Monthly Archives: January 2009


This morning began well, with Zaha Hadid’s guest-editorship of BBC Radio 4’s Today programme spooling some wonderful reminiscences and thoughts from Peter Cook onto the wireless and the web, including this audio slideshow about the work of Archigram.

One of the things floating in the back of my mind at the moment is the reality of the technological reshaping of our engagement with cities contrasted with the 1960s utopias of Archigram.

It’s a mix of mobile phones, practical ubicomp, twittering infrastructures and building-sized blogjects that skirts the framing of The Hill/Greenfield/Shepherd Scenario (that sounds like a ubicomp free-jazz combo!), but is a bit more BLDGBLOGgy too – stranger and more situationist in flavour.

More on this will float out soon I hope.

Then, next, with: more from The SpimePope’s yearly commencement speech:

So the model polity for local urban resilience isn’t Russia. I’m
inclined to think the model there is Italy. Italy has had calamitous
Bush-levels of national incompetence during almost its entire 150-year
national existence.

Before that time, Italy was all city-states — and not even “states,”
mostly just cities. Florence, Milan, Genoa, Venice. Rome. They were
really brilliantly-run, powerful cities. (Well, not Rome — but Rome
was global.) Gorgeous cities full of initiaive and inventive genius.
If you’re a fan of urbanism you’ve surely got to consider the cities
of the Italian Renaissance among the top urban inventions of all time.

And cities do seem in many ways to respond much better to
globalization than nation-states do. When a city’s population
globalizes, when it becomes a global marketplace, if it can keep the
local peace and order, it booms. London, Paris, New York, Toronto,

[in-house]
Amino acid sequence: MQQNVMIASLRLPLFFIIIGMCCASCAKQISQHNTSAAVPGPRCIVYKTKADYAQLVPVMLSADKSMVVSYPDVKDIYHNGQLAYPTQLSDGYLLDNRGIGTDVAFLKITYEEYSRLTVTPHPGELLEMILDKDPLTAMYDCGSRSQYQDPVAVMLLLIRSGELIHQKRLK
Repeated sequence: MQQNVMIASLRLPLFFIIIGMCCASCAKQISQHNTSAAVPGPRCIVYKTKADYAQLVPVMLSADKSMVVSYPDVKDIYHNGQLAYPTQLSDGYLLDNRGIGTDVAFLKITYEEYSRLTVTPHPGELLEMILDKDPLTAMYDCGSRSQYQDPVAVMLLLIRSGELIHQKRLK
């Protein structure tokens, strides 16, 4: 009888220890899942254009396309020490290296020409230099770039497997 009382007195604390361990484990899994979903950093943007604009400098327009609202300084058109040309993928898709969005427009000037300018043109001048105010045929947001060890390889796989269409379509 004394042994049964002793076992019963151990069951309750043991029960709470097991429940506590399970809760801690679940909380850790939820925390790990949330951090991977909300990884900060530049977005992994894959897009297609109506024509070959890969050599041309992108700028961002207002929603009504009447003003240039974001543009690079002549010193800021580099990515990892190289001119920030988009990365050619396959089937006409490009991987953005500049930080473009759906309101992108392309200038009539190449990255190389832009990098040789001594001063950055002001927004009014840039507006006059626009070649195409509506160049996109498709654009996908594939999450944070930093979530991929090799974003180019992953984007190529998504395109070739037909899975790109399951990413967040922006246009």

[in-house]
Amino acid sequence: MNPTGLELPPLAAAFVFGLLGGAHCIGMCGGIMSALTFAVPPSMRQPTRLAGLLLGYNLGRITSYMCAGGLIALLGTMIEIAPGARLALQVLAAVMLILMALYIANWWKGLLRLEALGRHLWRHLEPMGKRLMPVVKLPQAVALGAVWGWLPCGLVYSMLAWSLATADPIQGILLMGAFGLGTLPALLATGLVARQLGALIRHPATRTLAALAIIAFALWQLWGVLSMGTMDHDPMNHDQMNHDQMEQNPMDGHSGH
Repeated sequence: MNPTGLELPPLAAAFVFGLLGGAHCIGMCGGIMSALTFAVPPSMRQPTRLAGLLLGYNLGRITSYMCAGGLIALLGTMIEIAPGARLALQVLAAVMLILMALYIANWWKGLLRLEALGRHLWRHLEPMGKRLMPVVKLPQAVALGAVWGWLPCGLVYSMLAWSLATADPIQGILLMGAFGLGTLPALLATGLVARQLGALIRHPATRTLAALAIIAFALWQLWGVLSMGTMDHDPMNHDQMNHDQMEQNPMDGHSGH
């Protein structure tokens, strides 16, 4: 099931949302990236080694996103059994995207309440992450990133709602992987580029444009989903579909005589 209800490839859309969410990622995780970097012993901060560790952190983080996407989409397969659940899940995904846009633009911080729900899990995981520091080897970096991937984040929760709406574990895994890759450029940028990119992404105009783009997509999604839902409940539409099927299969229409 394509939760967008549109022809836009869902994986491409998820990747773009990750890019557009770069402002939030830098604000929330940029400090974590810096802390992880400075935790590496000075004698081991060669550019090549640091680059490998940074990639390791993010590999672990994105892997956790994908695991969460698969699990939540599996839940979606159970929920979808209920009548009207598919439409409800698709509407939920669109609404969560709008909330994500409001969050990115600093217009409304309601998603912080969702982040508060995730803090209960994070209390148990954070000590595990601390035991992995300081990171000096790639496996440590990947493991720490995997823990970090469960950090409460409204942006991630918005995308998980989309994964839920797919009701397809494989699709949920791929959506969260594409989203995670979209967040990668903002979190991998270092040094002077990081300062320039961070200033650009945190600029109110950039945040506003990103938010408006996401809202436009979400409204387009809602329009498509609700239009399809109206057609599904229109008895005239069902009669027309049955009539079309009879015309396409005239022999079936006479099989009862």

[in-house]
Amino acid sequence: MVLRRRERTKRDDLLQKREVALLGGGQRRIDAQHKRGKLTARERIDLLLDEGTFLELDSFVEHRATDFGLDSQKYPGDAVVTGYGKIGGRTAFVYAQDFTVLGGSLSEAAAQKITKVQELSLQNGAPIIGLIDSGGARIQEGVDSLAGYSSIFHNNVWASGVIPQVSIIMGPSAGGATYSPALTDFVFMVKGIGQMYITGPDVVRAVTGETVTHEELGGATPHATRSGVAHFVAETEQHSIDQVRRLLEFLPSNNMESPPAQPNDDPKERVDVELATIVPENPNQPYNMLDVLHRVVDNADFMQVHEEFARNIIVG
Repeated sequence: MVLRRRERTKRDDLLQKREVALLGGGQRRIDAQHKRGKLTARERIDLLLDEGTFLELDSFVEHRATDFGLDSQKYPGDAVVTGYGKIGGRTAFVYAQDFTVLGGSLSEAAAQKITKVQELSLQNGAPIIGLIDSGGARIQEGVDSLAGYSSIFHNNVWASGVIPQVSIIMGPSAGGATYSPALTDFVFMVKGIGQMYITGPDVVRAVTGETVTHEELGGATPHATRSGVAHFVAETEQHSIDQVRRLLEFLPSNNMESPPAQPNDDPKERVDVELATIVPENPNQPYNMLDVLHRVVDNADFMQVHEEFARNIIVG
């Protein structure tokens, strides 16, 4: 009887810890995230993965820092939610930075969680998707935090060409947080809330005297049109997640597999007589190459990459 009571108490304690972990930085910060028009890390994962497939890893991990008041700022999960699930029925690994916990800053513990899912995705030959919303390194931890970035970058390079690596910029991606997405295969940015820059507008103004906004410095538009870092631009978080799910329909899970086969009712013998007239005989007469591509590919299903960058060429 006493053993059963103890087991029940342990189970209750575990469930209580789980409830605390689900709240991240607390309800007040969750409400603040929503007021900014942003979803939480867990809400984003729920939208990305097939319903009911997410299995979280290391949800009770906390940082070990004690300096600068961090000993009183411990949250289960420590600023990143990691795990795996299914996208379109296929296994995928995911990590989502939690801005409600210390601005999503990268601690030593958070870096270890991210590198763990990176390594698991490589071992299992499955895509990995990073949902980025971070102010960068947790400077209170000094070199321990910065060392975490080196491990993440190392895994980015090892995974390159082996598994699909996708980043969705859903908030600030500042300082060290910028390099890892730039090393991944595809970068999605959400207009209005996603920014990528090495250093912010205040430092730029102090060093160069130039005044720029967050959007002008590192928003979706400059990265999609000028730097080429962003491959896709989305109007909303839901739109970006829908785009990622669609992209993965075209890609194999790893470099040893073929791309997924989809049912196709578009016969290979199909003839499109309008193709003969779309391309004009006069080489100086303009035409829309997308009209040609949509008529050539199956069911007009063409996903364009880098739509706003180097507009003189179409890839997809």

they’ve never been more polyglot and multiethnic.

In my futurist book TOMORROW NOW I was speculating that there might
be a post-national global new order arising in cities. Cities as
laboratories of the post-Westphalian order.

However… okay, never mind the downside yet. Let’s just predict
that in 2009 we’re gonna see a whole lot of contemporary urbanism going
on. Digital cities. Cities There For You to Use. Software for
cities. Googleable cities. Cities with green power campaigns.
Location-aware cities. Urban co-ops. “Informal housing.”
“Architecture fiction.” The ruins of the unsustainable as the new

A President from Chicago who carried the ghettos and barrios by
massive margins. Gotta mean something, I figure.”

I wonder if Cook and Sterling could be convinced to team up and write “Shaping Cities: towards a new spimurbanism”…

Software for cities, and practical citymagic. That’s something I’m resolving to dig into this year, especially for WebStock.

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Is beginning on The Well:

“I always knew the “War on Terror” bubble would go. It’s gone. Nobody
misses it. It got no burial. I knes was gonna be replaced by another
development that seemed much more burningly urgent than terror Terror
TERROR, but I had a hard time figuring out what vast, abject fright
that might be.

Now I know. Welcome to 2009!

What I now currently wonder is: what kind of OTHER development makes
us stop maundering about liquidity issues? You know what’s truly weird
about any financial crisis? WE MADE IT UP. Currency, money, finance,
they’re all social inventions. When the sun comes up in the morning
it’s shining on the same physical landscape, all the atoms are in
place. It’s not merciless enemies would blow themselves up in order to
bleed on our shoes… oh wait. They are. Well, it’s not like the
icecaps are melting.

Oh wait. The icecaps ARE melting. Okay, maybe I’ll start over next

Happy new year…